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Trade war

South Korean blue chips bruised by Chinese slump

Profit down 23% at big exporters as Moon rushes to nurture startups

South Korea relies on China as a buyer for about one-quarter of exports from major conglomerates like Hyundai Motor.   © Reuters

SEOUL -- Major South Korean exporters like Samsung Electronics and Hyundai Motor have fallen on tough times as the trade war chills China's economy, producing profit declines at companies often viewed as the canaries in a global coal mine.

The downturns at conglomerates that form the core of South Korea's economy also are spurring Seoul to intensify its promotion of startups that could forge a path forward in new fields.

Aggregate operating profit for the October-December quarter plummeted 23% on the year to 21 trillion won ($18.6 billion) among 33 components of the Nikkei Asia300 Index that are listed on the Korea Exchange and reported earnings by Friday, Nikkei has calculated. The list excludes financial and state-run enterprises.

Twenty-one of the companies faced either losses or profit declines. Even excluding the massive Samsung, which heavily sways the overall tally, would leave operating profit down 17%. The decrease marks a sharp turnaround from the previous quarter's 16% rise to about 33 trillion won.

These businesses have a towering presence in South Korea's economy, making up roughly 70% of the collective operating profit among all 530 or so companies on the Seoul bourse in the fourth quarter of 2017.

They export a plethora of goods including semiconductors, cars, iron, steel, ships and chemicals. South Korea relies on China as a buyer for about one-quarter of its overall exports. But in December, China-bound exports dropped 14% on the year to $11.9 billion. Quarterly earnings fell despite continued growth in shipments to the U.S. and Europe, putting the focus on China.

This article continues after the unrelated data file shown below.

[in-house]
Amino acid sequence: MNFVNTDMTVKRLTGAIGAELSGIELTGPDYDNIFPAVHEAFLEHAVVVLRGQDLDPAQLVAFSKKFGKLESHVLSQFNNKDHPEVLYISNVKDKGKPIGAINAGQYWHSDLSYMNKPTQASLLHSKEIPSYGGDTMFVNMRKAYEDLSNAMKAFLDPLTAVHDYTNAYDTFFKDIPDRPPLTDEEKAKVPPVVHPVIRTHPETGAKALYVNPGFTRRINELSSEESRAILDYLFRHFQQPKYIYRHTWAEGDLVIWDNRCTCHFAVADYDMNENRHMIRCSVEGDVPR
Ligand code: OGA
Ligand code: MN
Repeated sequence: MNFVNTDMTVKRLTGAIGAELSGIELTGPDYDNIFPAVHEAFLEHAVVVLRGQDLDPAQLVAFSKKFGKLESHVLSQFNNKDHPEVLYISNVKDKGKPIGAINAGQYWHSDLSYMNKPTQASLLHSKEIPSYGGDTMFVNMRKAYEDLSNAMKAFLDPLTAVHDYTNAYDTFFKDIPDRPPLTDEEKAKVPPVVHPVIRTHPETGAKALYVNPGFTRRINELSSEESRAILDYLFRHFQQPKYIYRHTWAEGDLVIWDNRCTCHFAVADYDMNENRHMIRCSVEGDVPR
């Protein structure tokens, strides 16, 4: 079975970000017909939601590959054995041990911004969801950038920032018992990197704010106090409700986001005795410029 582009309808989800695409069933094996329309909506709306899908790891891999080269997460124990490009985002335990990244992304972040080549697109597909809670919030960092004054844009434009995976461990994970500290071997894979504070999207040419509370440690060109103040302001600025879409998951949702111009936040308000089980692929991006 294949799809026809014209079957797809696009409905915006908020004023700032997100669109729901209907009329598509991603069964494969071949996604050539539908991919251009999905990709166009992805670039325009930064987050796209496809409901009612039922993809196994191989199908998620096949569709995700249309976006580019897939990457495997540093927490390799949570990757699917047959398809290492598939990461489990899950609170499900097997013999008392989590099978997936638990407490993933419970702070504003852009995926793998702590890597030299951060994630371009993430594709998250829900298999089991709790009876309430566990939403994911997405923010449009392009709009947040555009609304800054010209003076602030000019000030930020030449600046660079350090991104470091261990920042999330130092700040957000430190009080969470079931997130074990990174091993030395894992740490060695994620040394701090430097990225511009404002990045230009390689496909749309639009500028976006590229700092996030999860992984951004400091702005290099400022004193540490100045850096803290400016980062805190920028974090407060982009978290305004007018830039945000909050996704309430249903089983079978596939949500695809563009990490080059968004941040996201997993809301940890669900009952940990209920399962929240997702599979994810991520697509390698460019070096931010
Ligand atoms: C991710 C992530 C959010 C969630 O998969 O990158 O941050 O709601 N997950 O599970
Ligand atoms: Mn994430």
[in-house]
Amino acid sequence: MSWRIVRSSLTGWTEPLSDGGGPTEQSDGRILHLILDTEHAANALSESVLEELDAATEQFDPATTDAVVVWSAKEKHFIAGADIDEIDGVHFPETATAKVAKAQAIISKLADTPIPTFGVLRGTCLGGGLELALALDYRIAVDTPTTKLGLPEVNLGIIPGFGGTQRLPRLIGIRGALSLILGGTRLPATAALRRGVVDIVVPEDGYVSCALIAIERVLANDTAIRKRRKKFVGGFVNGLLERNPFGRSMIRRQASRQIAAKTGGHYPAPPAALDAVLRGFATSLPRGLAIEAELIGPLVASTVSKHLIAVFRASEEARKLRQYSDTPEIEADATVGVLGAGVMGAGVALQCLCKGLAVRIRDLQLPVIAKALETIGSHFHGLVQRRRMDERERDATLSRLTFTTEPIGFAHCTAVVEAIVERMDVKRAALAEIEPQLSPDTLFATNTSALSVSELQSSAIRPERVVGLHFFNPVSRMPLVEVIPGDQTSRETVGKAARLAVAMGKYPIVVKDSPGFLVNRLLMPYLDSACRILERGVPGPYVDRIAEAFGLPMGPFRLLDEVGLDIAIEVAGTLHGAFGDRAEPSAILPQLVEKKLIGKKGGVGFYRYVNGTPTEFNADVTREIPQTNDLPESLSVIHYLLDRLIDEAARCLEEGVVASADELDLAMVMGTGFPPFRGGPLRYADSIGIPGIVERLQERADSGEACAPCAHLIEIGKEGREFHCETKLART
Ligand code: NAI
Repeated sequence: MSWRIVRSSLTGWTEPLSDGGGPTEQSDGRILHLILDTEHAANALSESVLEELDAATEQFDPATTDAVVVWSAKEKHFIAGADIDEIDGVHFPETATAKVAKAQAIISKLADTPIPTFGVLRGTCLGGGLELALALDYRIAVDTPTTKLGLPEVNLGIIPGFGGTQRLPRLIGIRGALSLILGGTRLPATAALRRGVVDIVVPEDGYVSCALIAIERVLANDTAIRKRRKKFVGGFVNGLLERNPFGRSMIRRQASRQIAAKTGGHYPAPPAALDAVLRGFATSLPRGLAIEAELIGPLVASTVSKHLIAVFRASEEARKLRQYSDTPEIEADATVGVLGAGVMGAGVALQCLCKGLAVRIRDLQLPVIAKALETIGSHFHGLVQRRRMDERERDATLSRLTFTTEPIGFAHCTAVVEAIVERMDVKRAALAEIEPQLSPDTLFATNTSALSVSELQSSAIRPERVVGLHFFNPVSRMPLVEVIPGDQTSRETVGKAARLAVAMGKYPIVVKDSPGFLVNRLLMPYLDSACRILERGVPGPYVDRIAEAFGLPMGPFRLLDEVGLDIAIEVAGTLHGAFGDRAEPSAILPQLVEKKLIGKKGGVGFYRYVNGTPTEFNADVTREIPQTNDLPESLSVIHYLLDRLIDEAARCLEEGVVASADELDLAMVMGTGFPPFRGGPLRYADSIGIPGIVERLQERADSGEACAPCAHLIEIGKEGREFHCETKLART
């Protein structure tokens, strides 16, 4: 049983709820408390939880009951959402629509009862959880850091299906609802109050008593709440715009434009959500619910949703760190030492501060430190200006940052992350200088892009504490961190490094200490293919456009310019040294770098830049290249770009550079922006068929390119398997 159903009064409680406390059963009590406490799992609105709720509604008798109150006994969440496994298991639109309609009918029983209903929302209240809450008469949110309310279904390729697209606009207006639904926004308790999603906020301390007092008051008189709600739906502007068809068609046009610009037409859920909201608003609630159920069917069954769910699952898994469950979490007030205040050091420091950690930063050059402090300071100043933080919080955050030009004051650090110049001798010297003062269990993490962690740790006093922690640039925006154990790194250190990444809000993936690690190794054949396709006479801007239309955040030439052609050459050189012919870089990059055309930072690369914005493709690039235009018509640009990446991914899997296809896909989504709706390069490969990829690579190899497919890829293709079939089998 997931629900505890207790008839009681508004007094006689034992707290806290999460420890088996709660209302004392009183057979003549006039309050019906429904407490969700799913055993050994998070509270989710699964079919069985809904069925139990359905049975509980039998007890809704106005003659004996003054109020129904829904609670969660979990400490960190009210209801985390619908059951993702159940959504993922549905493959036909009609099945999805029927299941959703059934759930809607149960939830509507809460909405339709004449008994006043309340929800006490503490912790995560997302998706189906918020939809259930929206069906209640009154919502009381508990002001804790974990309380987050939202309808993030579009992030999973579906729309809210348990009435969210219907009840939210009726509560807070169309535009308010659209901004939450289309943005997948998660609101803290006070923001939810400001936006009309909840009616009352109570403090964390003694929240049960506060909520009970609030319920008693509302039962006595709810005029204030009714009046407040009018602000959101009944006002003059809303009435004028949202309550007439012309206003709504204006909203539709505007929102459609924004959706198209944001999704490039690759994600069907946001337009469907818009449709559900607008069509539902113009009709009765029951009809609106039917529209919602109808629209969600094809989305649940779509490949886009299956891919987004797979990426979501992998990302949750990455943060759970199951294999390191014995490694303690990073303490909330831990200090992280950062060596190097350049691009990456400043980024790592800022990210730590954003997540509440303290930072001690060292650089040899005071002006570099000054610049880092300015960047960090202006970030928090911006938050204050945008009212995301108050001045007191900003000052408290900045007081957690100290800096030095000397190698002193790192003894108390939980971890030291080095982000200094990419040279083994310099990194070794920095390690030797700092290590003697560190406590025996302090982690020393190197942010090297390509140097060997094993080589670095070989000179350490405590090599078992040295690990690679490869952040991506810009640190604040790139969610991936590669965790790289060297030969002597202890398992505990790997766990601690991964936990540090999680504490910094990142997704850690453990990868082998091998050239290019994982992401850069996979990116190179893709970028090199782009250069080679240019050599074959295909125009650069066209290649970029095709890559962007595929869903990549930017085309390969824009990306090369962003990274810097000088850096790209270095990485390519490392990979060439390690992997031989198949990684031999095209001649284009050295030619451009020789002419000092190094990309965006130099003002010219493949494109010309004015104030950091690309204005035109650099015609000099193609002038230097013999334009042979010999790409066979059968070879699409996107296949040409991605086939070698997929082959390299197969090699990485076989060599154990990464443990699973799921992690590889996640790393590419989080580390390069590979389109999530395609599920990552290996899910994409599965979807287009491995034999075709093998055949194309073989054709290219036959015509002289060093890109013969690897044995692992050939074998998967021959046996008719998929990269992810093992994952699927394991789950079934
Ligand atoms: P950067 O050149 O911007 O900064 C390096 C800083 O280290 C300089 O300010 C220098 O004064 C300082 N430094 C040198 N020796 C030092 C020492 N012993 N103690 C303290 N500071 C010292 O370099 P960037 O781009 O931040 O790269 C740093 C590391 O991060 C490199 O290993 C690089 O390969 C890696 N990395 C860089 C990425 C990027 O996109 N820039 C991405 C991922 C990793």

Such South Korean businesses are viewed as a leading indicator for the global economy, because the health of their exports reflects worldwide demand.

"Your outlook seems optimistic," an executive at one Japanese company told the chief of a Seoul branch who returned home last month to report on its fiscal 2019 business plan. "If you sense risk, say so outright."

The company, which deals heavily with the likes of Samsung and Hyundai, uses clients' capital investment activity as a benchmark for its economic forecasts.

Semiconductors and chemicals faced particularly steep drops in the October-December quarter. Samsung's operating profit from the chip business plunged 29% to 7.77 trillion won, its first on-year decline in about two years.

"Some clients held off buying semiconductors because they expect prices to drop this year," a Samsung official said.

Chinese information technology leaders like Tencent Holdings "have a dim view of China's economic prospects, and so have trimmed semiconductor purchases," said one South Korean analyst, noting the impact of the U.S.-China trade war.

Commodity-grade plastics for appliances and daily goods make up many of the South's chemical products. This high proportion of basic products left the chemical field exposed to falling crude oil prices, which caused paper losses on inventories.

For Lotte Chemical, which faced an 85% decline in operating profit, "shipments of plastic materials fell in accordance with temporary production adjustments by Chinese manufacturers," a representative said.

Meanwhile, Hyundai's group operating profit skidded 35% on the year to 501 billion won. Chinese unit sales dropped 18% to 221,000 as the trade war slashed demand and sales competition intensified. But Hyundai's decrease in profit came on a roughly 5% increase in overall revenue to 25.67 trillion won, as the automaker used incentives that propped up unit sales but ate into profit.

Chasing sales and market share above all else is a trend among big South Korean businesses. Profits declined on rising sales at 13 of the companies Nikkei tracked, or about 40%.

A bright spot in the earnings gloom came from the South's leading steelmaker, Posco, which lifted quarterly operating profit by 10% amid a relatively stable steel market. But a continued Chinese slowdown likely will sap demand for steel materials, hurting prices.

South Korean President Moon Jae-in is cultivating startups, hoping to spur growth for new industries. Government-run financial institutions are offering venture capital funding to help up-and-coming sectors flourish.

Fresh investment in rising companies soared about 40% to 3.42 trillion won in 2018, as the country sought to advance fields like biotechnology and artificial intelligence.

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